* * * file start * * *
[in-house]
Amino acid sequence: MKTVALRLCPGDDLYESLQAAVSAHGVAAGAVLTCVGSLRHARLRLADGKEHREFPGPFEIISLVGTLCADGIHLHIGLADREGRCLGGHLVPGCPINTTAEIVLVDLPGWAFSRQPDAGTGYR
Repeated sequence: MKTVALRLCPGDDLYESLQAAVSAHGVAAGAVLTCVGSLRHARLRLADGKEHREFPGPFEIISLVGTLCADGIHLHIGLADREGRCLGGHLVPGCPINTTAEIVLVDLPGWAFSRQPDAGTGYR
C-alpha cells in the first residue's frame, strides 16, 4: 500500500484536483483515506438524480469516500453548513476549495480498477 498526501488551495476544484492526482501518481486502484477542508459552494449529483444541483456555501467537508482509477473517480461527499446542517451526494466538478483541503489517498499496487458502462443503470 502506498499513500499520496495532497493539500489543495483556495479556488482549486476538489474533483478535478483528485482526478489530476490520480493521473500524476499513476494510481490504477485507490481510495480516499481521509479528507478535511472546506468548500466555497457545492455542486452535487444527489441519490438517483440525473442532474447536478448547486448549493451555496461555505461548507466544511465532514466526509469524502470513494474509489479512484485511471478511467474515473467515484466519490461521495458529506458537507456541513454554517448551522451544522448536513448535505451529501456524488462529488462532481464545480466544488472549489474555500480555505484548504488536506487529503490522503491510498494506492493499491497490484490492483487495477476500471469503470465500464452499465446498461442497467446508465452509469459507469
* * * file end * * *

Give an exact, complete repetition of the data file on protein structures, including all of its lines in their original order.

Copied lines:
[in-house]
Amino acid sequence: MKTVALRLCPGDDLYESLQAAVSAHGVAAGAVLTCVGSLRHARLRLADGKEHREFPGPFEIISLVGTLCADGIHLHIGLADREGRCLGGHLVPGCPINTTAEIVLVDLPGWAFSRQPDAGTGYR
Repeated sequence: MKTVALRLCPGDDLYESLQAAVSAHGVAAGAVLTCVGSLRHARLRLADGKEHREFPGPFEIISLVGTLCADGIHLHIGLADREGRCLGGHLVPGCPINTTAEIVLVDLPGWAFSRQPDAGTGYR
C-alpha cells in the first residue's frame, strides 16, 4: 500500500484536483483515506438524480469516500453548513476549495480498477 498526501488551495476544484492526482501518481486502484477542508459552494449529483444541483456555501467537508482509477473517480461527499446542517451526494466538478483541503489517498499496487458502462443503470 502506498499513500499520496495532497493539500489543495483556495479556488482549486476538489474533483478535478483528485482526478489530476490520480493521473500524476499513476494510481490504477485507490481510495480516499481521509479528507478535511472546506468548500466555497457545492455542486452535487444527489441519490438517483440525473442532474447536478448547486448549493451555496461555505461548507466544511465532514466526509469524502470513494474509489479512484485511471478511467474515473467515484466519490461521495458529506458537507456541513454554517448551522451544522448536513448535505451529501456524488462529488462532481464545480466544488472549489474555500480555505484548504488536506487529503490522503491510498494506492493499491497490484490492483487495477476500471469503470465500464452499465446498461442497467446508465452509469459507469